JOHNSON CITY, TN (WJHL) — Last Fall, we introduced you to a Tri-Cities girl who was living with Type-One Diabetes. The disease is tough, and can be difficult to regulate.
Lily Ware has lived with Type-One Diabetes for three years. She has an insulin pump, and is very careful to program her pump according to what she eats.
Her parents wanted an extra safeguard in place as she gets older and more independent, and the idea of a service dog came about to help her navigate through the literal highs and lows of the disease.
After months of fundraising, praying, and training, Lily’s life was about to change. A hug from Daisy when they first met was the beginning of a potentially life-saving partnership between a girl and her dog.
“I was like, ‘You’re so cute! I’ve been waiting for you forever. You’re as perfect as I imagined,” she exclaimed.
Daisy is a Diabetic Alert Dog. Her highly-trained nose can sense the changes in Lily’s blood sugar, which can happen often and without warning, and put Lily’s life in danger.
Lily says, “I’ll be a little bit dizzy, but she keeps alerting. We’re like, ‘Not right now, not right now, I’m good.’ But, then I drop like that <snaps> and she was right the whole time.”
Daisy has even alerted on Lily before those changes happen.
“If I’m getting ready to spike up, she senses that. She senses a different smell in the air,” Lily says.
And that’s exactly what happened during our interview. Daisy started alerting on Lily, and Lily confirmed her sugar was high.
After an accurate alert, Daisy always gets a treat, and verbal praise. But, she remains watchful no matter where they are.
“So, if we’re in a big crowd, she can still sense it in the air out of everybody,” says Lily.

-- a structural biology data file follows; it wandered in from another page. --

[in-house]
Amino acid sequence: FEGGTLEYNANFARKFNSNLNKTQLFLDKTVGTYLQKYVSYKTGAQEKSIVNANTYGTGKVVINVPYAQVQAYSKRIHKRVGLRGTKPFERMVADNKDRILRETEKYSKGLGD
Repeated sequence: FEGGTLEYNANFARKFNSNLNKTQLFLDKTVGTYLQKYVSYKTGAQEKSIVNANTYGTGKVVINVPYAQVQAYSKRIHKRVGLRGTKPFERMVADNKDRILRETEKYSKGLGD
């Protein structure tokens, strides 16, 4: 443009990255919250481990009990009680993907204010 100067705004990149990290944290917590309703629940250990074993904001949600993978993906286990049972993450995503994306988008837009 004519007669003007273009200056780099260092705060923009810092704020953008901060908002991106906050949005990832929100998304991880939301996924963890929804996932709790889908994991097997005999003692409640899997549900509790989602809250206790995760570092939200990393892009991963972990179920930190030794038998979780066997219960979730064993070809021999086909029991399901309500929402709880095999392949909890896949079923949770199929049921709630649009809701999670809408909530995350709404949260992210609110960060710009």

Even on the softball field.
Daisy stays close during games and practices, keeping her eye, and nose, on Lily. At a practice we attended, we saw Daisy immediately look to Lily, who was far away. Once Lily was close, Daisy alerted.
There aren’t many Diabetic Alert Dogs around, but if you’re at Lily’s softball game, you’ll see two, and they’re on the same team.
The Crusaders Fastpitch softball team has not one, but two players who have Diabetic Alert Dogs, and they are with the girls constantly.
Lauren Baker, also a ten-year old with Type One Diabetes has Yeti to help keep track of her blood sugar and keep her safe.
Daisy and Yeti sit on the sidelines and watch their respective loved ones while they practice and play.
The other Crusaders say they have learned so much about Diabetes from Lily and Lauren, and when asked if they treated the two differently…
“NO!” they said, “There’s no reason to treat anyone different because they have Diabetes.”
Everywhere she goes, Daisy gets attention.
“It’s a lot of stares. A lot of ‘Aww, that’s a cute dog, I like your dog,” Lily says. “You get some people who stare like, ‘Why is this dog in here? She should not be in here.'”
But, as a service dog, Daisy can accompany Lily into places where dogs aren’t normally welcome. Most of the time, you won’t see her. She is tucked out of the way, and sits patiently beside Lily. But, her nose is always working.
With her calm demeanor and warm eyes, Lily says everyone wants to pet her. But when her vest is on, she is not to be touched.
Lily says, “You have those people who talk to her, and want to love on her (to which you say) ‘Sorry, she’s working.'”
Which can be difficult for a 10 year-old to do. But, with Daisy’s help. Lily is determined to not only survive with Diabetes, she is going to thrive.
“It’s been different, but it’s been amazing,” Lily says. “(She’s my) partner in crime.”
For more information on Daisy’s training, go to http://www.heartlanddads.com/ | To get up to speed on Type 1 Diabetes, visit http://www.jdrf.org/